Most people dream of a quiet commute as they pass the Rio Grande day to day, yet it is that body of water that offers the most peaceful ride of all.
Michael Hayes, the owner of Quiet Waters Paddling, said he has always loved taking people out onto the river.
His objective has been to turn people on to what the mid-Rio Grande has to offer, he said.
“Whitewater is about adrenaline and thrill, whereas the middle Rio is a very serene, scenic, laid-back experience that I’ve often equated to the act of meditation,” Hayes said.
Neither experience is superior; paddling is more relaxing and allows for a broader audience, he said.
“The other thing — and I hear this from families all the time — is that it’s such a mellow river that families are totally comfortable (bringing) young kids along,” he said.
Hayes conceived of his paddling business after staying near the river at the Coronado Campground, he said. Shortly after, he began to take tourists from in and out of state canoeing down the Rio, he said.
“It occurred to me that all the river outfitters in the state of New Mexico at the time were operating on whitewater,” Hayes said. “And yet, if you look at national participation studies, the interest in serene float trips, which is what the middle Rio offers, outpaces interest in whitewater ten-to-one.”
Isek Stotz, who has been guiding Quiet Waters Paddling tours for three years, said the increased rain lately hasn’t affected business.
“Up here in Albuquerque the river channel is much wider, so it’s much shallower; the current is much lower,” Stotz said.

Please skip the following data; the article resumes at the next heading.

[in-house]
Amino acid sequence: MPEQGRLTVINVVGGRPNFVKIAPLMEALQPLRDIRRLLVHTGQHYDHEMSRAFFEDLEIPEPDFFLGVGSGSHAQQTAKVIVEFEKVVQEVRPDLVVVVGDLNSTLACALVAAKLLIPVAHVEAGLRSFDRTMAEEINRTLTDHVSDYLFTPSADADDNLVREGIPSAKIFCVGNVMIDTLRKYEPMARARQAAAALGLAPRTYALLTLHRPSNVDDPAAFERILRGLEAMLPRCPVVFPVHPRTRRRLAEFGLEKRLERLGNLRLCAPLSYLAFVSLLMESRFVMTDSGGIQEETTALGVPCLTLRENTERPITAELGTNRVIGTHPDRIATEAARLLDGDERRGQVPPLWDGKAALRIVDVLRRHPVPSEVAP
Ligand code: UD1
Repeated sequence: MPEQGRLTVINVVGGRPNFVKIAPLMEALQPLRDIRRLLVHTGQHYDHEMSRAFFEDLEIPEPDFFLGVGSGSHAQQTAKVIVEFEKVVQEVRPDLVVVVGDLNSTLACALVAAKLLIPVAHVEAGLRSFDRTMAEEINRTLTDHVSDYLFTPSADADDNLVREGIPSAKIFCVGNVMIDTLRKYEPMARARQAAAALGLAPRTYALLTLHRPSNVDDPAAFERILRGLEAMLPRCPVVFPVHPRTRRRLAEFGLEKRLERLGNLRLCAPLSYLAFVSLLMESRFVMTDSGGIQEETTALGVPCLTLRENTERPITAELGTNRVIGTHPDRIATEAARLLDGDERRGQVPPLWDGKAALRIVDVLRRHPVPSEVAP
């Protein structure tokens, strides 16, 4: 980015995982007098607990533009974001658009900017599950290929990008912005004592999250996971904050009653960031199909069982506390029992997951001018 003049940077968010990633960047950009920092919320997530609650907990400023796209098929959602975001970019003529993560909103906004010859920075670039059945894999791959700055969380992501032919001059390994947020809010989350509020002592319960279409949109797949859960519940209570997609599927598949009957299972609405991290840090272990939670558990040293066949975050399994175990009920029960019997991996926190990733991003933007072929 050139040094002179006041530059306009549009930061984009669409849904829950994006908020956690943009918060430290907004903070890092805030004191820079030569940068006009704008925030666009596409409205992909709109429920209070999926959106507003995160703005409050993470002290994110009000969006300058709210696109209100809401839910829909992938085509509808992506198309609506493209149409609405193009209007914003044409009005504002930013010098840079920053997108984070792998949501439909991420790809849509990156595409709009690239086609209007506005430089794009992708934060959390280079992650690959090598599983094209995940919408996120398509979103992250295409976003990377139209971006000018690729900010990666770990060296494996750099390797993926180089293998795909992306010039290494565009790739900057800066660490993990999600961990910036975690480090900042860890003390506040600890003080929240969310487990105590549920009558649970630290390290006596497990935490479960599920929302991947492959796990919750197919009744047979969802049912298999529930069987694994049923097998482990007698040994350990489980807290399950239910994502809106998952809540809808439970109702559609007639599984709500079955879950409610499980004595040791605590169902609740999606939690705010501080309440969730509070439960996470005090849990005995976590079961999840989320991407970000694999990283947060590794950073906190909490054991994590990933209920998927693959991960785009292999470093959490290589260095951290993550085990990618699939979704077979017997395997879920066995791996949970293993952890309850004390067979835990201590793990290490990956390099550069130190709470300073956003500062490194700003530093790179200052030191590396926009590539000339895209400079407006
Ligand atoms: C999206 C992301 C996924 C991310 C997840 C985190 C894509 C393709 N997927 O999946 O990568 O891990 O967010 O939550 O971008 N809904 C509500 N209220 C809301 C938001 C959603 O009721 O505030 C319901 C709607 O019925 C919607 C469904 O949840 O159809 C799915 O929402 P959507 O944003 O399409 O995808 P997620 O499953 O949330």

Many people drive over the river at least twice a day, but don’t have a real relationship with the water, he said. Stotz hopes that after a tour, people might want to spend more time around Albuquerque’s source of life.
“When people want to go do recreation, they don’t want to learn skill … people take shortcuts,” Stotz said.
Growing up off the grid with no running water or television has given Stotz a love for the outdoors, he said.
Stotz hopes tourists gain the self-confidence from their paddling experiences to be comfortable on the water, he said. He said he feels that the different techniques needed to avoid hazardous objects are essential to kayaking at all speeds.
“Kayaking is a very low-risk sport,” he said. “You’re more likely to have a fatality on the drive over than you would out here.”
Bob Carleton attended the guided tour, and was one of two in the group with previous paddling and canoeing experience.
“I did a little bit of river stuff as a kid back in the early ‘50s, and a few years ago did some river kayaking in Tahiti,” said Carleton.
Although he didn’t have fun during his trip to Tahiti because of the unpleasant sitting position, he found canoeing to be absolutely comfortable, he said.
“If I had to do it for eight hours, my bum would have been dead,” Carleton said.
Steve Seiffret said he was not new to canoeing, but that this was his first time doing so with his friend Carleton.
He thoroughly enjoyed the tour and would recommend it to others who enjoy scenic views, he said.
“Not this week, maybe,” Seiffret said.
After nine and half miles he needed a little break, he said.